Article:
Kevin Saunderson was there, right from the start — with helping to create the music in the first place, with fine-tuning the art of the remix, with running one of the first three important Detroit techno labels, and with helping to start a giant Memorial Day weekend dance music festival in downtown Detroit.
We meet for lunch, but he only has a ginger tea and a seltzer, as he is "on a cleanse." I choose Trinosophes in Eastern Market to meet up, because I am not on a cleanse, and am in need of a good coffee and breakfast sandwich. Also, there is a contraption in the corner that plays excerpts from original broadcasts by late night radio host Electrifying Mojo. "Mojo made records come to life," Saunderson says. "Once Derrick May told me to listen to him in, I think, 1980, I was hooked; I was part of the Midnight Funk Association." The Mojo-playing machine also leads to a discussion of Prince, who Mojo championed early on, and who Saunderson calls "my favorite artist of all time."
At 51, the former college football player retains his athlete's build. Saunderson stays busy, continuing to tour internationally for months out of the year, and to oversee his label, as well as still create new music. He is remarkably not full of himself; Saunderson is a warm and generous conversationalist who remains genuinely excited about his work, which remains techno music after three decades in just about every possible side of it. In fact, techno's become the family business, with two of his four children (Dantiez and Damarii) helping to run the label. Both make excellent music themselves — separately, and together as the Saunderson Brothers.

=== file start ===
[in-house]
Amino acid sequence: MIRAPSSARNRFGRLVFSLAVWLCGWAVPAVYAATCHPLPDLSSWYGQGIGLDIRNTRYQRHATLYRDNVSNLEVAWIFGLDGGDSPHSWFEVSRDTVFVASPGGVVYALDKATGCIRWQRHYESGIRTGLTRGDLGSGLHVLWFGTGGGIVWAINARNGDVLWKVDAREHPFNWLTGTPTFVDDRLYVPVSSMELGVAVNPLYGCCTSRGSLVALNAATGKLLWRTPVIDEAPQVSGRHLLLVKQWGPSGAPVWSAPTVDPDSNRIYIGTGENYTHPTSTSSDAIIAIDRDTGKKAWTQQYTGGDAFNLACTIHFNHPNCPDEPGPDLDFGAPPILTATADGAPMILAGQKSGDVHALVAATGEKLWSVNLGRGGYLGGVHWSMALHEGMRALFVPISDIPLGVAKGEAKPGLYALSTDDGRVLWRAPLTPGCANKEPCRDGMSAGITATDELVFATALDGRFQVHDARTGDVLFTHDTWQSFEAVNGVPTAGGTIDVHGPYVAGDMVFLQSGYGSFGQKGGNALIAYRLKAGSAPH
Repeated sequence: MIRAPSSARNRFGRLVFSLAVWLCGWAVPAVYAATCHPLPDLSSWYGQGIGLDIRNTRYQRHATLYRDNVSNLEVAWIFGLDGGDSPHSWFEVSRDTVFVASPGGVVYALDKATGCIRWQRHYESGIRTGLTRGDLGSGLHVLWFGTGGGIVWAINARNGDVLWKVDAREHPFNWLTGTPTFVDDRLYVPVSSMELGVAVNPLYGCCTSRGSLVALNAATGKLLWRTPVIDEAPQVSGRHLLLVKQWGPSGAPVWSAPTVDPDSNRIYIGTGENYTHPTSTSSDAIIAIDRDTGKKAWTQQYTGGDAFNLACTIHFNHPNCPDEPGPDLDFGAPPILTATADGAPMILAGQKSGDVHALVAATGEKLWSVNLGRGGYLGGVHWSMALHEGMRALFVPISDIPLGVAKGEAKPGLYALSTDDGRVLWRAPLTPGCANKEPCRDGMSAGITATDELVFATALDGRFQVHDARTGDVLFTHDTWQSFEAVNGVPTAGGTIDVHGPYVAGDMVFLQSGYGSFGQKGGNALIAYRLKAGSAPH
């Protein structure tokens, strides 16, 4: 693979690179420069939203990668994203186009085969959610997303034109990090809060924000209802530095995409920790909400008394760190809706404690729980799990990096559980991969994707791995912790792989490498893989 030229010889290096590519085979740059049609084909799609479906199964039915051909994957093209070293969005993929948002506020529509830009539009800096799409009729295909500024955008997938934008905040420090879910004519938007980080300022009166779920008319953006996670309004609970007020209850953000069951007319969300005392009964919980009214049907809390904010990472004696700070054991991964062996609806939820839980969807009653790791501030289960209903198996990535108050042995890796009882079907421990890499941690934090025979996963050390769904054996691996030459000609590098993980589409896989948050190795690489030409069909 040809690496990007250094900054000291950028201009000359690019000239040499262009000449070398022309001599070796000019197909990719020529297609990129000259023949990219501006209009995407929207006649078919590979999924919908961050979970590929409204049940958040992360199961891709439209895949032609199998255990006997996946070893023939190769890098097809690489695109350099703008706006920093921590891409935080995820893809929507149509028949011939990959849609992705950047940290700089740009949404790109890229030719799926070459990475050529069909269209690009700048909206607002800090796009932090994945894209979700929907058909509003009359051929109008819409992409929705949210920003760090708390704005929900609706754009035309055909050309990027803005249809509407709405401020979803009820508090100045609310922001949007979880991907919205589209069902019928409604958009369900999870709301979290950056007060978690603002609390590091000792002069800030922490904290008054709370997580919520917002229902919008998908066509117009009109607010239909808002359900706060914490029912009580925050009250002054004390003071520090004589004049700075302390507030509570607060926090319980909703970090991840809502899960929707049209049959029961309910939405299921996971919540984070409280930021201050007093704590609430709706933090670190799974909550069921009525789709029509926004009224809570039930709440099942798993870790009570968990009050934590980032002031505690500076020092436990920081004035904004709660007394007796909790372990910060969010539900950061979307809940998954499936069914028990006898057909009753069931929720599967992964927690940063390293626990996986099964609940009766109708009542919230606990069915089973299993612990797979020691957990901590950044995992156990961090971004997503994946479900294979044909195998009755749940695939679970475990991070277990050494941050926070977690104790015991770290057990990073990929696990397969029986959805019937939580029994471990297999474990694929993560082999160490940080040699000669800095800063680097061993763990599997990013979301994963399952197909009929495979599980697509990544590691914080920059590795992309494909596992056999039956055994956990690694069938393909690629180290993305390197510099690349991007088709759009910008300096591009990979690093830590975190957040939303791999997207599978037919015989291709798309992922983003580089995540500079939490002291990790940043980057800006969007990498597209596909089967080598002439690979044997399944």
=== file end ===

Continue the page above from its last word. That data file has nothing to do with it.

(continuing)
Saunderson was a key force behind the creation of Detroit techno, as a member of what we now know as the "Belleville Three," along with fellow Belleville High students Derrick May and Juan Atkins. Saunderson's family moved from Flatbush in New York City to Belleville when he was 9. I can't help but ask about his meeting with May, as it's one of the key elements of techno's creation mythology.
"It's true that I swung on him, and knocked him down for sure," he says. "Everyone said I knocked him out, and I'm not sure I knocked him out, exactly. But anyway that's how we became friends. It was so early in my time going to school there; that sent a message to not mess with that guy. Derrick moved into my house the second semester of 11th grade. He moved in because his mother moved back to Detroit, and she wanted him to finish out the school year."
May and Saunderson played football together, then ran track, and Saunderson also played basketball. "I kept myself out of trouble by at least being in sports, not getting caught up in fights," he says. I ask if it's true that the real reason he started his music career later than May and Atkins is because he followed sports into college, and only turned his full attention to music when he realized he'd never make it to the NFL.
"Well, let's look at it like this: Juan's definitely first because, you know, he was the first," he says. "He's the first one I'd ever seen with a synthesizer. I used to go over to his house with Derrick and he'd be doing his thing — in his own little world, deep deep.
"Now, Juan and Derrick, you know how you have your senior graduation party? Well my mother moved to Southfield, so I had the whole house in Bellville. We gave a party at my house, and that was Derrick's first or second time playing, but Juan DJed the party. It was a deep space party at my house. That gave me the inspiration to just say, 'Man, that would be cool.' But I still didn't really think that was my path, because I was going to college to play football. But it all subliminally was touching on me, it was my calling. It just took time for me to arrive."